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Dolphins' Ryan Tannehill never gets comfortable, or safe, vs. Ravens defense

Tannehill tied a career worst with three interceptions and was sacked twice, and he averaged just 5.7 yards per attempt.

During the Miami Dolphins' recent six-game winning streak, quarterback Ryan Tannehill had completed more than 67 percent of his passes for 1,302 yards, with nine touchdowns and just one interception. But four of the teams Miami had defeated had pass defenses ranked 15th in the NFL or worse.

So how would Tannehill fare against the Ravens' No. 6 unit? Not very well, judging by Sunday's 38-6 whooping at M&T Bank Stadium.

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Tannehill (226 yards) tied a career worst with three interceptions and was sacked twice, and although he completed 29 of his 40 passes, he averaged just 5.7 yards per attempt, his third-lowest total of the season.

"We just played fundamental defense," said cornerback Jimmy Smith, who made his first start since missing the previous two games because of a back injury. "We really didn't know what kind of game plan they would come in with because they change their game concepts every week. We just studied the quarterback, their tendencies on what they like to run and, yes, they came out with a new game plan today. But we were in the right place at the right time."

The defense's success was two-pronged. Although the Ravens got only a pair of sacks, from rookie outside linebacker Matthew Judon and defensive end Brent Urban, they registered nine quarterback hits on Tannehill. Judon said that pressure can lead a quarterback to get rid of the ball a little quicker than expected.

"We want to be an aggressive defense, and we want to get after the passer after he drops back, and the result of that was he made some errant throws," he said. "He didn't see the coverage because we disguised it, and we've got some playmakers in our secondary, people that go get the ball. So we just want to continue to play well and play together."

The Ravens also changed up coverages on Tannehill, showing man-to-man before shifting to zone, and vice versa. Smith said the defense was so unpredictable that Tannehill didn't know whether the Ravens were in a Cover 1 or Cover 2 alignment.

Defensive coordinator Dean Pees said he was so cognizant of where Dolphins wide receiver Jarvis Landry lined up, he sometimes had an additional safety lining up over the top of Tannehill's favorite target. But the rest of the defensive strategy involved mixing coverages so that Tannehill could not get too comfortable with a certain look.

"We just changed up some coverages and stuff on him," Pees said. "We did a pretty good job of changing up the fronts and rush. They got us on a couple runs. Coach [Adam] Gase did a nice job of doing a couple scheme things that we had to adjust to, and we adjusted, but it hurt us early on. But I think we did a good job changing up the coverages. We ran a lot of different coverages at him today."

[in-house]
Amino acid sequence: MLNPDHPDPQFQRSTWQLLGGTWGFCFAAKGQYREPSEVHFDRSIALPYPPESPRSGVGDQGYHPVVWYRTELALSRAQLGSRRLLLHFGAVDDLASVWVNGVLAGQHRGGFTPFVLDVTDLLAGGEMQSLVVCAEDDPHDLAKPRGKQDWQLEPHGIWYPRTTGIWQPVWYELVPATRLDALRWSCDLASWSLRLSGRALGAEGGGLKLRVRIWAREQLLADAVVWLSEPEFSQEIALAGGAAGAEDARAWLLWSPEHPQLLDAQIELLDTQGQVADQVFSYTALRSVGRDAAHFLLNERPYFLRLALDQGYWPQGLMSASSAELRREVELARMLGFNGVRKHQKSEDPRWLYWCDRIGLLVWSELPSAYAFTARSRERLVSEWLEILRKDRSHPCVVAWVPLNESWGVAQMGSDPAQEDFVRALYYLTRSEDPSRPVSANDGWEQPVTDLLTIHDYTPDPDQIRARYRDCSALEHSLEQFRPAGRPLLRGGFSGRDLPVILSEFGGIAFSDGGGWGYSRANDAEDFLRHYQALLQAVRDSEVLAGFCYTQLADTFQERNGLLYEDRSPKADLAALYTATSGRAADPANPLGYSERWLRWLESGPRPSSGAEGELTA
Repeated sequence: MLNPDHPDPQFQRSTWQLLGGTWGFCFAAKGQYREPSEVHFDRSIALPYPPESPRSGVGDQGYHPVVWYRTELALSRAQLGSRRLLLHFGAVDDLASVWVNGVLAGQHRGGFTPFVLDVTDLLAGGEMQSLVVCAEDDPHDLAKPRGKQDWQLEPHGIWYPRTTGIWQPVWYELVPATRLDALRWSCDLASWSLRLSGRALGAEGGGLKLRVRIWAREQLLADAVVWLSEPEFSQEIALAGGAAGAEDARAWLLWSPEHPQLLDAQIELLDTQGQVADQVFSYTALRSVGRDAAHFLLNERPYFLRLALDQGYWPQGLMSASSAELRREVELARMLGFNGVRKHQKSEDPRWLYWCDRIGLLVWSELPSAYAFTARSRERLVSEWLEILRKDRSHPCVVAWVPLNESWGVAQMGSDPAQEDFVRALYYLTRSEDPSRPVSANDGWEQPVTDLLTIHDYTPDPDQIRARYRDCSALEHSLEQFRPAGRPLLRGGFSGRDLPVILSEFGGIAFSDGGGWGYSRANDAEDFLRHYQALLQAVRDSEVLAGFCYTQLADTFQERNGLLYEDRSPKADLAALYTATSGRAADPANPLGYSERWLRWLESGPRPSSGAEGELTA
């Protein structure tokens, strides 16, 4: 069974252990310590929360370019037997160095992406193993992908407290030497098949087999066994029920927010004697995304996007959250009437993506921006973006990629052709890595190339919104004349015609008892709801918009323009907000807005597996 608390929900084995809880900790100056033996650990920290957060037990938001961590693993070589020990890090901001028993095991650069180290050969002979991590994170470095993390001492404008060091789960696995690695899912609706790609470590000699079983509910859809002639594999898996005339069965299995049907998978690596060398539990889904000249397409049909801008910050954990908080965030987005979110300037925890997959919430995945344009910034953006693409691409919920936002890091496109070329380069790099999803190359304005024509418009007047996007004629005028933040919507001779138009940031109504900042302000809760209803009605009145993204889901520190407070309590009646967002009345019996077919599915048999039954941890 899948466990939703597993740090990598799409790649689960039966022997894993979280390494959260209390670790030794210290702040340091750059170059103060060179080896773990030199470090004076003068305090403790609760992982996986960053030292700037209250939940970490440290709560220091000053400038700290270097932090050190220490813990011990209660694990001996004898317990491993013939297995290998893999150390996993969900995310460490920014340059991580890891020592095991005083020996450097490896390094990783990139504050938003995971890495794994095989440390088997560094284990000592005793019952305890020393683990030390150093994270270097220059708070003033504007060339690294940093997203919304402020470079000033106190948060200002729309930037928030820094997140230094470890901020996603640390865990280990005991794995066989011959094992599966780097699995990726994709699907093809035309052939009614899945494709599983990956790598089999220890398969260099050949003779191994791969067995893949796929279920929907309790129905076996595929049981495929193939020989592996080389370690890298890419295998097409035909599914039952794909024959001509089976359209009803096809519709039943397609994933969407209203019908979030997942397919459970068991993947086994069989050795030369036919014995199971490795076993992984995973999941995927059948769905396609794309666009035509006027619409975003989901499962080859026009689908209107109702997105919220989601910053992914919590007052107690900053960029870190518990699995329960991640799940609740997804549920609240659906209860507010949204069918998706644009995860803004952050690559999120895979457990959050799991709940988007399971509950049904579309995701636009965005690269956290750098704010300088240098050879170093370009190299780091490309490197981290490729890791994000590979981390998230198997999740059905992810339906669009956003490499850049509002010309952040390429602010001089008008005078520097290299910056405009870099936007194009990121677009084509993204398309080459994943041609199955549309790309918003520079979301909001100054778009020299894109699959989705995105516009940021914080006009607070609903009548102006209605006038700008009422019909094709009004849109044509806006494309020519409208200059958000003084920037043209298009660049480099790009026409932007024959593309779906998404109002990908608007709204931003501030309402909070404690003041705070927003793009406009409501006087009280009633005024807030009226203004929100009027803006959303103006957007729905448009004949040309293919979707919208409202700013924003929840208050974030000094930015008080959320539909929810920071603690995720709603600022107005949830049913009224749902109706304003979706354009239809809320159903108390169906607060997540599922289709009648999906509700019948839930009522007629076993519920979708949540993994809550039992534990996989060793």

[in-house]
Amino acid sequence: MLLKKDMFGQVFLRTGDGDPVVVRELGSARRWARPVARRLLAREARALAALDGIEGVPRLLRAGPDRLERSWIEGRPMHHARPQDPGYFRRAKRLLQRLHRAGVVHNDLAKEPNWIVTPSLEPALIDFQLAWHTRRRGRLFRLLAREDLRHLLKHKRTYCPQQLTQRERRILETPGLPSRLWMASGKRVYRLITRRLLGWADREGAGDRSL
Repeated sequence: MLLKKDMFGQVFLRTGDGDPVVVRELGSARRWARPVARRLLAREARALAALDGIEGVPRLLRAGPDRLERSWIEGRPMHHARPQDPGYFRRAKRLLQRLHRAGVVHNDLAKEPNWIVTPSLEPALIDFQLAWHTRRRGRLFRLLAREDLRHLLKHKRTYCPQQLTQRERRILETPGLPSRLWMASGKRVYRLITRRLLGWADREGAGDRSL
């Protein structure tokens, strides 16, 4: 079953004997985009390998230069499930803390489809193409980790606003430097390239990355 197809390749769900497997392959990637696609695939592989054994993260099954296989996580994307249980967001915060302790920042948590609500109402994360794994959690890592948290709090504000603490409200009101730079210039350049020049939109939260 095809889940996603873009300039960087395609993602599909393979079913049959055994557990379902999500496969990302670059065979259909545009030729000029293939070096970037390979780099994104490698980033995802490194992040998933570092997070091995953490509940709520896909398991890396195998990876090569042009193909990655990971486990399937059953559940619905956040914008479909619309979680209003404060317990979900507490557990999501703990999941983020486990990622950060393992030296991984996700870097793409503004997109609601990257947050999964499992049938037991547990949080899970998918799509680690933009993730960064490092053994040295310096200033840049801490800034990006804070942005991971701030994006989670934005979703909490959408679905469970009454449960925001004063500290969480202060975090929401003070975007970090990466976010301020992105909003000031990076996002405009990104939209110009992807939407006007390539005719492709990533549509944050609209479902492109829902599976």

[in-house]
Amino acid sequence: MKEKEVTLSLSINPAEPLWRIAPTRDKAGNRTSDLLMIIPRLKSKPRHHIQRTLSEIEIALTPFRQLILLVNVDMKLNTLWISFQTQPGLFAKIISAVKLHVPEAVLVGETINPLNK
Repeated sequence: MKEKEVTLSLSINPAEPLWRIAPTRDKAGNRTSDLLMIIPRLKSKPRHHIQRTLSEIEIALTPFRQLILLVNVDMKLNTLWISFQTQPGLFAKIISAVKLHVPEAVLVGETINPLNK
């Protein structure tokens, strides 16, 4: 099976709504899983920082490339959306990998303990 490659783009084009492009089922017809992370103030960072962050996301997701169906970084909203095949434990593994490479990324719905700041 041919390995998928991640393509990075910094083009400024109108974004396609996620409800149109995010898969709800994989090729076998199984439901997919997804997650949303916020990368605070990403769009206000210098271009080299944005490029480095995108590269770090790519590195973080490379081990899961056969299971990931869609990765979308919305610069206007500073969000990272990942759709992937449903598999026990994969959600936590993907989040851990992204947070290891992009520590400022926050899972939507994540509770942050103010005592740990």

All three of Tannehill's interceptions resulted from poor decisions. Free safety Lardarius Webb said that before his second-quarter interception, Tannehill locked in on wide receiver DeVante Parker, which made it easier for Webb to beat Parker to a spot in the end zone.

Tannehill's interception early in the third quarter came after he threw behind Landry. Nickel back Jerraud Powers tipped the ball, and strong safety Eric Weddle returned the pick 53 yards to Miami's 45-yard line.

And in the fourth quarter, Tannehill severely underthrew wide receiver Kenny Stills on a route toward the right sideline, and Powers came up with the interception.

"I didn't make good decisions," Tannehill said. "It was something different on every one. We moved the ball very well on our first two drives, and then something happened. Landry fell down on a third-down play, and then we missed the field goal. On the next drive, their safety made a great play on the interception in the end zone. When you're playing a good team on the road, you need to capitalize."

With Smith's return, the secondary had its top three cornerbacks in Smith, rookie Tavon Young and Powers. It also meant that Webb would not have to shift to nickel back and Matt Elam would not have to spell Webb at free safety.

"I was playing, no matter what, this week," Smith said. "I was playing. I've got to get back in to get into the swing of things, and then we've got the [New England] Patriots next week. I wanted to be ready to go for that game."

The unit was grateful for Smith's return. "It's big time," Webb said. "When you get your lockdown corner, it helps out a lot. He came back and did his thing."

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The defense's next significant test will come against quarterback Tom Brady and New England's dangerous but Rob Gronkowski-less aerial attack Monday night. It's a challenge the Ravens welcome.

"We have a standard around here that we want to be No. 1. We're going to strive for that," inside linebacker Zachary Orr said. "We did some good things, but we can get a lot better."

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